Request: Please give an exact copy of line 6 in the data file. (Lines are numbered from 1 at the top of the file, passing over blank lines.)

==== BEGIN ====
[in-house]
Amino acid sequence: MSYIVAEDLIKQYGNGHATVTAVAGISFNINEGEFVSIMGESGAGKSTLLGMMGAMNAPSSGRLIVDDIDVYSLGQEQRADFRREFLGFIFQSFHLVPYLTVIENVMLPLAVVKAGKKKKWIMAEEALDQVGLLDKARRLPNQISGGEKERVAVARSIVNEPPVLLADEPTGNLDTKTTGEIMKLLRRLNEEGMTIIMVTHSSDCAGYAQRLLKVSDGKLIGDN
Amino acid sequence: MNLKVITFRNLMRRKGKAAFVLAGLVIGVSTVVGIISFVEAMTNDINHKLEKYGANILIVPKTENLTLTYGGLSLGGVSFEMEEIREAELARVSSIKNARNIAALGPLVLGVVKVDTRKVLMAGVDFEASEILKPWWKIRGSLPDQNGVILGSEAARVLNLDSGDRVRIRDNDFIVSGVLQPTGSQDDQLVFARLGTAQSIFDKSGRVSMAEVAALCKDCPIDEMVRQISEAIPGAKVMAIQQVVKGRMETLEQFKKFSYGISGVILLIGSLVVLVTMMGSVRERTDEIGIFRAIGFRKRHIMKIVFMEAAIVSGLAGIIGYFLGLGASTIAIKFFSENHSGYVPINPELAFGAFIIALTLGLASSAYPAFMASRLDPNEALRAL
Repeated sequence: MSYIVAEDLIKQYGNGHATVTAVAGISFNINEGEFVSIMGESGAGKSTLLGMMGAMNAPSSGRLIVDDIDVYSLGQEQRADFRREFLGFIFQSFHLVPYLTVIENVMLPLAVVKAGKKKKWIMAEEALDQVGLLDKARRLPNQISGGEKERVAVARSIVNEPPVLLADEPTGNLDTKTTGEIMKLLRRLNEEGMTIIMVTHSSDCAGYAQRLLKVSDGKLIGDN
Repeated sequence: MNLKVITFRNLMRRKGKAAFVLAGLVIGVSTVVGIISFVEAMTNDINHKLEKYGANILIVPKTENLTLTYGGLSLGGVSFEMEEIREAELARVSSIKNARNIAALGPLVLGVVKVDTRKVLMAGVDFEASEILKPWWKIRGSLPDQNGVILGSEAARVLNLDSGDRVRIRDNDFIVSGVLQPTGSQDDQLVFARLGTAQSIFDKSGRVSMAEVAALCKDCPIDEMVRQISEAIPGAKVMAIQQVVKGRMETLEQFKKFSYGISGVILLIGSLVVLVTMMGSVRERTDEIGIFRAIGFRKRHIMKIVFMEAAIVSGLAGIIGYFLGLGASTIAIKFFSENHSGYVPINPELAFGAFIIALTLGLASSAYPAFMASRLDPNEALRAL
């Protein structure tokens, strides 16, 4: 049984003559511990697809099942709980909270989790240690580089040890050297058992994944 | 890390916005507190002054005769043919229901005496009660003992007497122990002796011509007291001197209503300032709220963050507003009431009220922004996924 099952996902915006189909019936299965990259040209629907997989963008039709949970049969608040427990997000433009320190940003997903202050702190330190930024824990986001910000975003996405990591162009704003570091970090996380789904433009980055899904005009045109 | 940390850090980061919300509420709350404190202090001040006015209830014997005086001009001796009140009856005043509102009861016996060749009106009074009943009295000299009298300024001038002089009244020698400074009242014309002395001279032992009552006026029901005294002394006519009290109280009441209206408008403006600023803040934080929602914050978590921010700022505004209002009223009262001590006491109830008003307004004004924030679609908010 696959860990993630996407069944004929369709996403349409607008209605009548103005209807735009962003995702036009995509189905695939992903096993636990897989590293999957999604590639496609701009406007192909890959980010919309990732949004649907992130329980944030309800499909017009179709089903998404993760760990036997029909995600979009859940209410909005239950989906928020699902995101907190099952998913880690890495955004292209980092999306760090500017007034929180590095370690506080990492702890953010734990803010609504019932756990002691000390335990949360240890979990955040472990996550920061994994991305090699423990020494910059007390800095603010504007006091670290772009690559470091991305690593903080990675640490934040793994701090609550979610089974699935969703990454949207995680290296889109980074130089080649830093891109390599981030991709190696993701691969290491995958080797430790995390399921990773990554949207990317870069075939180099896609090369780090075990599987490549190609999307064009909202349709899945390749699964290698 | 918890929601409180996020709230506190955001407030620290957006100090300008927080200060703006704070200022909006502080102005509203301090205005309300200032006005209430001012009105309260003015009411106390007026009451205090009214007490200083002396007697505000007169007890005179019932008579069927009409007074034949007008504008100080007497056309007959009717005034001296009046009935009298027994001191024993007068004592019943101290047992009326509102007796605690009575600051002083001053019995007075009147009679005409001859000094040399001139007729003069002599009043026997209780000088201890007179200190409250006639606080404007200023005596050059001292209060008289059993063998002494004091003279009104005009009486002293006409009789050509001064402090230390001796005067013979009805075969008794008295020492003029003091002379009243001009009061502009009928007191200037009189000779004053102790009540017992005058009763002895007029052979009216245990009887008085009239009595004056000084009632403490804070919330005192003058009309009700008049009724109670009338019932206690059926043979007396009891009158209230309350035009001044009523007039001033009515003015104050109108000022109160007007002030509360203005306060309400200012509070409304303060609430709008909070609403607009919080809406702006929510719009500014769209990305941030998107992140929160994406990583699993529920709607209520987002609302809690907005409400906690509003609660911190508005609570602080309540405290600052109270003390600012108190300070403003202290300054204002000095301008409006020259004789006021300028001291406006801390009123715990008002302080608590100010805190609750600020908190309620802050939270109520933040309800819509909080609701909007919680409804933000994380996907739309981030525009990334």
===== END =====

């Protein structure tokens, strides 16, 4: 049984003559511990697809099942709980909270989790240690580089040890050297058992994944 | 890390916005507190002054005769043919229901005496009660003992007497122990002796011509007291001197209503300032709220963050507003009431009220922004996924 099952996902915006189909019936299965990259040209629907997989963008039709949970049969608040427990997000433009320190940003997903202050702190330190930024824990986001910000975003996405990591162009704003570091970090996380789904433009980055899904005009045109 | 940390850090980061919300509420709350404190202090001040006015209830014997005086001009001796009140009856005043509102009861016996060749009106009074009943009295000299009298300024001038002089009244020698400074009242014309002395001279032992009552006026029901005294002394006519009290109280009441209206408008403006600023803040934080929602914050978590921010700022505004209002009223009262001590006491109830008003307004004004924030679609908010 696959860990993630996407069944004929369709996403349409607008209605009548103005209807735009962003995702036009995509189905695939992903096993636990897989590293999957999604590639496609701009406007192909890959980010919309990732949004649907992130329980944030309800499909017009179709089903998404993760760990036997029909995600979009859940209410909005239950989906928020699902995101907190099952998913880690890495955004292209980092999306760090500017007034929180590095370690506080990492702890953010734990803010609504019932756990002691000390335990949360240890979990955040472990996550920061994994991305090699423990020494910059007390800095603010504007006091670290772009690559470091991305690593903080990675640490934040793994701090609550979610089974699935969703990454949207995680290296889109980074130089080649830093891109390599981030991709190696993701691969290491995958080797430790995390399921990773990554949207990317870069075939180099896609090369780090075990599987490549190609999307064009909202349709899945390749699964290698 | 918890929601409180996020709230506190955001407030620290957006100090300008927080200060703006704070200022909006502080102005509203301090205005309300200032006005209430001012009105309260003015009411106390007026009451205090009214007490200083002396007697505000007169007890005179019932008579069927009409007074034949007008504008100080007497056309007959009717005034001296009046009935009298027994001191024993007068004592019943101290047992009326509102007796605690009575600051002083001053019995007075009147009679005409001859000094040399001139007729003069002599009043026997209780000088201890007179200190409250006639606080404007200023005596050059001292209060008289059993063998002494004091003279009104005009009486002293006409009789050509001064402090230390001796005067013979009805075969008794008295020492003029003091002379009243001009009061502009009928007191200037009189000779004053102790009540017992005058009763002895007029052979009216245990009887008085009239009595004056000084009632403490804070919330005192003058009309009700008049009724109670009338019932206690059926043979007396009891009158209230309350035009001044009523007039001033009515003015104050109108000022109160007007002030509360203005306060309400200012509070409304303060609430709008909070609403607009919080809406702006929510719009500014769209990305941030998107992140929160994406990583699993529920709607209520987002609302809690907005409400906690509003609660911190508005609570602080309540405290600052109270003390600012108190300070403003202290300054204002000095301008409006020259004789006021300028001291406006801390009123715990008002302080608590100010805190609750600020908190309620802050939270109520933040309800819509909080609701909007919680409804933000994380996907739309981030525009990334």